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Should patent-brokering service offer portal functions?

Posted: 13 Feb 2008     Print Version  Bookmark and Share

Keywords:Open-IP consortium  patent brokering  Web portal 

Participants in the first Open-IP.org consortium meeting on Feb. 8-9 debated whether a patent-brokering information service should be a generic database for multiple Web portals or whether the group should offer portal functions to help patent buyers and sellers.

While the 40 technologists and attorneys attending the initial meeting spoke of hurdles to creating an effective consortium, most agreed that the effort had merit.

Taeus International Corp., a specialist in intellectual property (IP) and reverse engineering, called the meeting and invited law firms, semiconductor companies, OEMs, patent auction firms and other IP specialists.

Server pool
Taeus CEO Art Nutter said the original concept of Open-IP involved managing a common server pool to link the databases of external, for-profit portals, though "it certainly might make sense to offer value-added portal functions to get into patent archiving and filtering."

"There are really great features in the specific portals from people like Patent Caf and Yet2.com," added Matt Troyer, marketing director at Taeus. "But they're not attracting users. The Alexa ratings of most of the portals stink. How can we change this: simple aggregation or a portal of portals?"

Troyer said the intent of Open-IP is to create a universal language and protocol to create the equivalent of a Multiple Listing Service for licensable patents. The organisation would set up syndication procedures and patent categorisation methods using common XML and SOAP-layer interfaces. The overall Web model would use familiar publish-subscribe models from Service Oriented Architecture Web 2.0 architectures.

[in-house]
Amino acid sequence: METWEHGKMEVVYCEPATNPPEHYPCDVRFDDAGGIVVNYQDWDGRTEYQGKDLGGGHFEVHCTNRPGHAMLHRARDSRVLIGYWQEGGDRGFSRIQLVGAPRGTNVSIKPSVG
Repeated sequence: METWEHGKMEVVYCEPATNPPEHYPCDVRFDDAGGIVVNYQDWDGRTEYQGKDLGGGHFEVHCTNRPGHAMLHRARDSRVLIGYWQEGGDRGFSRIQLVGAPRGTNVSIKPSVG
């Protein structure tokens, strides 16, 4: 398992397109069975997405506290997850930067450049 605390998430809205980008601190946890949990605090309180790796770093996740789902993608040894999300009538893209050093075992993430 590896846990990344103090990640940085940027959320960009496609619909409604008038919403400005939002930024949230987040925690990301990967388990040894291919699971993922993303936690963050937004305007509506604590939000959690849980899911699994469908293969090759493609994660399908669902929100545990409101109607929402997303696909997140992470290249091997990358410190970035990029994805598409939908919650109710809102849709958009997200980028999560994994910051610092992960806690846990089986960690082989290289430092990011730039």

IP sources would publish to the list, while some analysts and legal firms would only subscribe. Most companies, however, would have a bidirectional relationship to the common portal, reflecting their roles as buyers and sellers of IP.

Ken Sheets, IP manager for Computer Patent Annuities North America LLC, said there was no reason a consortium shouldn't consider a portal, if its functions would provide search or archiving value not present at other sites. Dipanjan Nag, director at patent auction specialist Ocean Tomo, said a "best practices" guide to structuring patent offerings could include patent-metrics guidelines for assessing the quality and application breadth of patents, similar to the "IPQ" metric developed by Ocean Tomo.

New asset class
J. Cameron Pittman, an attorney with IP Acceptance Corp. of New York, said that if buyers and sellers could rely on such metrics, that would create additional value for external investors. In the aftermath of the subprime mortgage meltdown, he said, investors are looking for new forms of securitised assets, and standardised patent metrics could help establish patents as a new asset class.

Executives also considered reports on data syndication, portal requirements, best practices for IP sellers, funding mechanisms, patent categorisation and future initiatives. Once an initial release is established for patents, the future initiatives could involve similar data brokering for trademarks and copyrights.

- Loring Wirbel
EE Times




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